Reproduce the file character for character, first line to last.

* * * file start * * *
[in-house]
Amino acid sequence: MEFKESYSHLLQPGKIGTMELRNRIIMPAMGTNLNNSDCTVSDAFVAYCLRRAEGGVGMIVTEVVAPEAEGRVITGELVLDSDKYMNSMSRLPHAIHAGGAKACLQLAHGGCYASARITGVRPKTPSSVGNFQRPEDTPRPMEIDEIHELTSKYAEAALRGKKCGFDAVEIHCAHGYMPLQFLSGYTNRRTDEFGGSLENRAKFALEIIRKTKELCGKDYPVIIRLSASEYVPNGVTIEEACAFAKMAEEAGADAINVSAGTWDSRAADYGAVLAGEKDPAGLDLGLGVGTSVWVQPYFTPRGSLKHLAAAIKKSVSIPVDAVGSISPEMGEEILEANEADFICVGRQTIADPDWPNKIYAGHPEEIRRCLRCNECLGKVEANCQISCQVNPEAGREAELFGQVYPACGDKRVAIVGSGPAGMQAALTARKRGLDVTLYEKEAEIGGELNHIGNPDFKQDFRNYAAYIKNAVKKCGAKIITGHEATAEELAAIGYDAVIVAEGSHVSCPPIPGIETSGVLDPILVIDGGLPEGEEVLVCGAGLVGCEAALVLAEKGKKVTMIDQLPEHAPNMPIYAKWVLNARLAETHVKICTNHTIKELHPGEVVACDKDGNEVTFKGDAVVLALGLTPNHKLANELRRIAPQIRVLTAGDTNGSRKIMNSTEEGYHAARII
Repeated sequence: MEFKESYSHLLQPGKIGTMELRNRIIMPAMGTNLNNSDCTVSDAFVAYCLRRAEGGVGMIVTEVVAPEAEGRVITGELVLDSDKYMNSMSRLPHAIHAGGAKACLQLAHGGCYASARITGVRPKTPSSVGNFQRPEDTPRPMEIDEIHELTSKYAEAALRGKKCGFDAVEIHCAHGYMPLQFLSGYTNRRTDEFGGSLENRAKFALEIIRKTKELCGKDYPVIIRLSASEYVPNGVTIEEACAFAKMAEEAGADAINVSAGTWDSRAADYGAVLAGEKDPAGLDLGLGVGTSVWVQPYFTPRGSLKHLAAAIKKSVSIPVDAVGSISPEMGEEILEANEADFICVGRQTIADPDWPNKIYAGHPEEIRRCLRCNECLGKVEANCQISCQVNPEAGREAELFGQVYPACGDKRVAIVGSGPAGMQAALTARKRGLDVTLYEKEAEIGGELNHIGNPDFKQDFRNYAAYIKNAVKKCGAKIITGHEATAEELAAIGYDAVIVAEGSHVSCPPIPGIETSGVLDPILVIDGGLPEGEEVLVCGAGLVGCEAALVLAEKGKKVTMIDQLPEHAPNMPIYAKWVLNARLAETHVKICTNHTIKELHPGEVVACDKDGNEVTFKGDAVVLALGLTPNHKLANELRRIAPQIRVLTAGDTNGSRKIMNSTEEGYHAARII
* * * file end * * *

[in-house]
Amino acid sequence: MEFKESYSHLLQPGKIGTMELRNRIIMPAMGTNLNNSDCTVSDAFVAYCLRRAEGGVGMIVTEVVAPEAEGRVITGELVLDSDKYMNSMSRLPHAIHAGGAKACLQLAHGGCYASARITGVRPKTPSSVGNFQRPEDTPRPMEIDEIHELTSKYAEAALRGKKCGFDAVEIHCAHGYMPLQFLSGYTNRRTDEFGGSLENRAKFALEIIRKTKELCGKDYPVIIRLSASEYVPNGVTIEEACAFAKMAEEAGADAINVSAGTWDSRAADYGAVLAGEKDPAGLDLGLGVGTSVWVQPYFTPRGSLKHLAAAIKKSVSIPVDAVGSISPEMGEEILEANEADFICVGRQTIADPDWPNKIYAGHPEEIRRCLRCNECLGKVEANCQISCQVNPEAGREAELFGQVYPACGDKRVAIVGSGPAGMQAALTARKRGLDVTLYEKEAEIGGELNHIGNPDFKQDFRNYAAYIKNAVKKCGAKIITGHEATAEELAAIGYDAVIVAEGSHVSCPPIPGIETSGVLDPILVIDGGLPEGEEVLVCGAGLVGCEAALVLAEKGKKVTMIDQLPEHAPNMPIYAKWVLNARLAETHVKICTNHTIKELHPGEVVACDKDGNEVTFKGDAVVLALGLTPNHKLANELRRIAPQIRVLTAGDTNGSRKIMNSTEEGYHAARII
Repeated sequence: MEFKESYSHLLQPGKIGTMELRNRIIMPAMGTNLNNSDCTVSDAFVAYCLRRAEGGVGMIVTEVVAPEAEGRVITGELVLDSDKYMNSMSRLPHAIHAGGAKACLQLAHGGCYASARITGVRPKTPSSVGNFQRPEDTPRPMEIDEIHELTSKYAEAALRGKKCGFDAVEIHCAHGYMPLQFLSGYTNRRTDEFGGSLENRAKFALEIIRKTKELCGKDYPVIIRLSASEYVPNGVTIEEACAFAKMAEEAGADAINVSAGTWDSRAADYGAVLAGEKDPAGLDLGLGVGTSVWVQPYFTPRGSLKHLAAAIKKSVSIPVDAVGSISPEMGEEILEANEADFICVGRQTIADPDWPNKIYAGHPEEIRRCLRCNECLGKVEANCQISCQVNPEAGREAELFGQVYPACGDKRVAIVGSGPAGMQAALTARKRGLDVTLYEKEAEIGGELNHIGNPDFKQDFRNYAAYIKNAVKKCGAKIITGHEATAEELAAIGYDAVIVAEGSHVSCPPIPGIETSGVLDPILVIDGGLPEGEEVLVCGAGLVGCEAALVLAEKGKKVTMIDQLPEHAPNMPIYAKWVLNARLAETHVKICTNHTIKELHPGEVVACDKDGNEVTFKGDAVVLALGLTPNHKLANELRRIAPQIRVLTAGDTNGSRKIMNSTEEGYHAARII